The World Wide Web ("the Web" or "WWW" for short) is a hypertext system that operates over the Internet. To view the information, one uses a piece of software called a web browser to retrieve pieces of information (called "documents" or "web pages") from web servers (or "sites") and display them on the user's screen. The user can then follow hyperlinks on the page to other documents or even send information back to the server to interact with it. The act of following hyperlinks is often called "surfing" the web.
Just as one can distinguish between "an internet" and "the Internet", one can refer to "a web" as a collection of sites providing information by the means described here (perhaps on an intranet), and "the Web", which is the single, large, interconnected web available on nearly all public Internet sites.
The Web grew out of a project at CERN, beginning around 1989, where Tim Berners-Lee built the prototype system that became the core of what is now the World Wide Web. The original intent of the system was to make it easier to share research papers among colleagues. The original name of the first prototype was Enquire Within Upon Everything.
The core functionality of the Web is based on three standards: The URL, which specifies how each page of information is given a unique "address" at which it can be found; HTTP, which specifies how the browser and server send the information to each other, and HTML, a method of encoding the information so it can be displayed on a variety of devices. Berners-Lee now heads the World Wide Web Consortium, which develops and maintains these standards and others that enable computers on the the Web to effectively store and communicate all kinds of information.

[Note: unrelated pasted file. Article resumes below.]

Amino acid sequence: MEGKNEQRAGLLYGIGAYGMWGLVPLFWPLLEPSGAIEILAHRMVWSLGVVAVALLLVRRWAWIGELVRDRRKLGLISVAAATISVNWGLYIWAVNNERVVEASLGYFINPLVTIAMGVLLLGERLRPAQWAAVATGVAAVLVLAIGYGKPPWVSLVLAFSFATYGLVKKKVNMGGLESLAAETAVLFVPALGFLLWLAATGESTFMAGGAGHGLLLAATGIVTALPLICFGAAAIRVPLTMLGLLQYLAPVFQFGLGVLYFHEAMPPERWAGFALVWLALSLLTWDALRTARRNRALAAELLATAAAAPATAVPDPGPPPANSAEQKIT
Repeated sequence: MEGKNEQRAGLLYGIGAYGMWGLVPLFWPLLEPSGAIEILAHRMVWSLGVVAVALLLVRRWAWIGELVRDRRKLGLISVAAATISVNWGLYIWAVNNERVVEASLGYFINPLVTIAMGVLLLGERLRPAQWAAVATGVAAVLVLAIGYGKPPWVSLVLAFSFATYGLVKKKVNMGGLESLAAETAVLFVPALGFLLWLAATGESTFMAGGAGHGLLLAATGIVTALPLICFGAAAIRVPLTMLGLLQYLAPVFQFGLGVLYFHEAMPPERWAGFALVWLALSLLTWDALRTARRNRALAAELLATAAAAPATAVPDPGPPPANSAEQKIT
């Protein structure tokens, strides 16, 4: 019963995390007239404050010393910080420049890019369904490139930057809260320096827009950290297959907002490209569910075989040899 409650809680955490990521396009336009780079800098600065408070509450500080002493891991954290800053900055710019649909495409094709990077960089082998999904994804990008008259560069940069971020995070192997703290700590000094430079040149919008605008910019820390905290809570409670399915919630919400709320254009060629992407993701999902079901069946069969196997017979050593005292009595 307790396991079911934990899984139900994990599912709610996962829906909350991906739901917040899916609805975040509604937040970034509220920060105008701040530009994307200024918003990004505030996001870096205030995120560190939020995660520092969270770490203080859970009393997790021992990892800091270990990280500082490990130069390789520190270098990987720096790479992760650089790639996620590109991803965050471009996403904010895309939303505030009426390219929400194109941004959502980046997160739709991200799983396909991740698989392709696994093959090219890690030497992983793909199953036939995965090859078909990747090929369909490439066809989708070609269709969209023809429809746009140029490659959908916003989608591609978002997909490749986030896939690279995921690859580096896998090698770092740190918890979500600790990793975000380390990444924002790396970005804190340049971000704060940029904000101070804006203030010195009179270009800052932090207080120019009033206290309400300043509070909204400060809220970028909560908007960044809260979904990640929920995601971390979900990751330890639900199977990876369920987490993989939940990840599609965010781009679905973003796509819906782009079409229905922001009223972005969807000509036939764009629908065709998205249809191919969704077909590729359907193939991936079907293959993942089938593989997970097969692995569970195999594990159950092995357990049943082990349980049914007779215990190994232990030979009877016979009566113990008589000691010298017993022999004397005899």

The initial "www" program at CERN only displayed text, but later browsers such as Pei Wei's Viola (1992) added the ability to display graphics as well. Marc Andreesen of NCSA released a browser called "Mosaic for X" in 1993 that sparked a tremendous rise in the popularity of the Web among novice users. Andreesen went on to found Mosaic Communications Corporation (now Netscape Communications). Additional features such as dynamic content, music and animation can be found in modern browsers. Frequently, the technical capability of browsers and servers advances much faster than the standards bodies can keep up, so it is not uncommon for these newer features to not work properly on all computers.
Another significant advance in the technology was Sun Microsystems Java programming language, which enabled web servers to embed small programs (called applets) directly into the information being served that would run on the user's computer, allowing faster and richer user interaction.